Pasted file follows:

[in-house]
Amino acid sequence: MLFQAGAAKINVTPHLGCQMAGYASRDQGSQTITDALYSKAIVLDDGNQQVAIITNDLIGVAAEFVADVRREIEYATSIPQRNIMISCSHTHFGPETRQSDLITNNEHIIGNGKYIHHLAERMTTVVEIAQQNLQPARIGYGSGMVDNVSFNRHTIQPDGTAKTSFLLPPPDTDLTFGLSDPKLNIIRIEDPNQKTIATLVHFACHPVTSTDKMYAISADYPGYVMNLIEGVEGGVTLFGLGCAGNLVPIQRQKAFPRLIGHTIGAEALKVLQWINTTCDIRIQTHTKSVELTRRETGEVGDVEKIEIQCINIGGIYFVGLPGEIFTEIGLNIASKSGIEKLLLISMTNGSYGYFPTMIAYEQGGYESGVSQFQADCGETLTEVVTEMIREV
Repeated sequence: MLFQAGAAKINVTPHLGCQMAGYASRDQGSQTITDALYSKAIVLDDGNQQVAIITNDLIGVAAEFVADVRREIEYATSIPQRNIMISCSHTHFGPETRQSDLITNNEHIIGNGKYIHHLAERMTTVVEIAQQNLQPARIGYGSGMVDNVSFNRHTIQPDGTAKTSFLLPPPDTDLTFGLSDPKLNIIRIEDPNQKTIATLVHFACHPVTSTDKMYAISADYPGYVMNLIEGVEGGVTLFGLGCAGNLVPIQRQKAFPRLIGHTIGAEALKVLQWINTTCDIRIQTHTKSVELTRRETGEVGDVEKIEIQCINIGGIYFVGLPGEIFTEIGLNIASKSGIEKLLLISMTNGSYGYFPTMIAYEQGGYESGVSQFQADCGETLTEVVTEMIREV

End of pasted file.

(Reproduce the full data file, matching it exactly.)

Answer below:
[in-house]
Amino acid sequence: MLFQAGAAKINVTPHLGCQMAGYASRDQGSQTITDALYSKAIVLDDGNQQVAIITNDLIGVAAEFVADVRREIEYATSIPQRNIMISCSHTHFGPETRQSDLITNNEHIIGNGKYIHHLAERMTTVVEIAQQNLQPARIGYGSGMVDNVSFNRHTIQPDGTAKTSFLLPPPDTDLTFGLSDPKLNIIRIEDPNQKTIATLVHFACHPVTSTDKMYAISADYPGYVMNLIEGVEGGVTLFGLGCAGNLVPIQRQKAFPRLIGHTIGAEALKVLQWINTTCDIRIQTHTKSVELTRRETGEVGDVEKIEIQCINIGGIYFVGLPGEIFTEIGLNIASKSGIEKLLLISMTNGSYGYFPTMIAYEQGGYESGVSQFQADCGETLTEVVTEMIREV
Repeated sequence: MLFQAGAAKINVTPHLGCQMAGYASRDQGSQTITDALYSKAIVLDDGNQQVAIITNDLIGVAAEFVADVRREIEYATSIPQRNIMISCSHTHFGPETRQSDLITNNEHIIGNGKYIHHLAERMTTVVEIAQQNLQPARIGYGSGMVDNVSFNRHTIQPDGTAKTSFLLPPPDTDLTFGLSDPKLNIIRIEDPNQKTIATLVHFACHPVTSTDKMYAISADYPGYVMNLIEGVEGGVTLFGLGCAGNLVPIQRQKAFPRLIGHTIGAEALKVLQWINTTCDIRIQTHTKSVELTRRETGEVGDVEKIEIQCINIGGIYFVGLPGEIFTEIGLNIASKSGIEKLLLISMTNGSYGYFPTMIAYEQGGYESGVSQFQADCGETLTEVVTEMIREV